By Julie Pike, Editor-in-Chief

Starting with the publication of an anonymous op-ed in the New York Times earlier this month, the topic of anonymous sources has been prevalent both in my courses and at The Free Press.

So I took the liberty of asking local journalists and professionals about their guidelines and standards with anonymous sources at the recent forum hosted by the Maine Humanities Council, “What’s Going on With the News?” The forum panel featured Erin Rhoda, the Maine Focus editor at Bangor Daily News, Cliff Schectman, Executive Editor of the Portland Press Herald and Michael J. Socolow, an associate professor of communication and journalism at the University of Maine.

In general, their advice is to avoid anonymous sources at all costs and to try to find ways to obtain that information from another source on the record. But what if there is absolutely no way to get a piece of information on the record?

Lately, at the Free Press, I’ve run into instances where writers are finding that some of their sources would like to remain anonymous. This places an editor in a tricky ethical situation, as the panel said at last week’s event.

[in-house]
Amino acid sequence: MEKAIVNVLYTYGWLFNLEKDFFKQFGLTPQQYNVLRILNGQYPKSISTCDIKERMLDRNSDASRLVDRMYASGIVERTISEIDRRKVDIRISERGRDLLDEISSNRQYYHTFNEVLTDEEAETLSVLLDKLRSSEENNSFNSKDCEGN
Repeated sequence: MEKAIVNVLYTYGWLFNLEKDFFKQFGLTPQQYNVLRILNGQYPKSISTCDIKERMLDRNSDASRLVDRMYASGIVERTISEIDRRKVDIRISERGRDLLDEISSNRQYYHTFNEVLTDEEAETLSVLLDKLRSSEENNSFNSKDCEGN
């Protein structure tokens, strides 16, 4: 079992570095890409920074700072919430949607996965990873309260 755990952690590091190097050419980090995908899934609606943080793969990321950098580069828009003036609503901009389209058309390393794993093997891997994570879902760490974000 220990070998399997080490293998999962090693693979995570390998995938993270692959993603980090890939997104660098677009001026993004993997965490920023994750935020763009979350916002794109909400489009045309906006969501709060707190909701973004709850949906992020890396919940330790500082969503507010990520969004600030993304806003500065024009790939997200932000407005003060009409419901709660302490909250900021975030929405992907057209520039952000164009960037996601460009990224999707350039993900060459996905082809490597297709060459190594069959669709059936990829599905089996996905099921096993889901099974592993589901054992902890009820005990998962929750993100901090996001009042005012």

The Associated Press also has a simple set of guidelines to follow when encountering anonymous sources. The information from those sources should only be used if the material is not an opinion, and is vital to the story; the material would not be available except under the conditions of an anonymous source, and the source is reliable and in a position to have accurate information.

Another common theme that has emerged from the discussion of anonymous sources is what the motive is of that source to keep their identity unknown. This may be for fear of backlash for speaking out or fear of compromising their job, which was most likely true in the article from the New York Times.

There are also instances where sources should remain anonymous for their own privacy, such as if the source is a victim of a crime.

However, journalists can use anonymous sources to their advantage when covering a big topic, as we’ve seen with Bob Woodward and Carl Bernstein and their investigations in the Watergate cover-up. Sometimes anonymous sources are the only way to get the truth out there. As a news organization, we believe that our readers deserve to know the whole truth.

While I believe that anonymous sources alone do not give readers an adequate amount of information that they can believe, when those sources are combined with other extensive research and sources on the record, they can really bring a story together.

As student journalists I think it’s important that we are faced with making these tough ethical decisions, so we have the chance to face similar situations as any other local or national newspaper.


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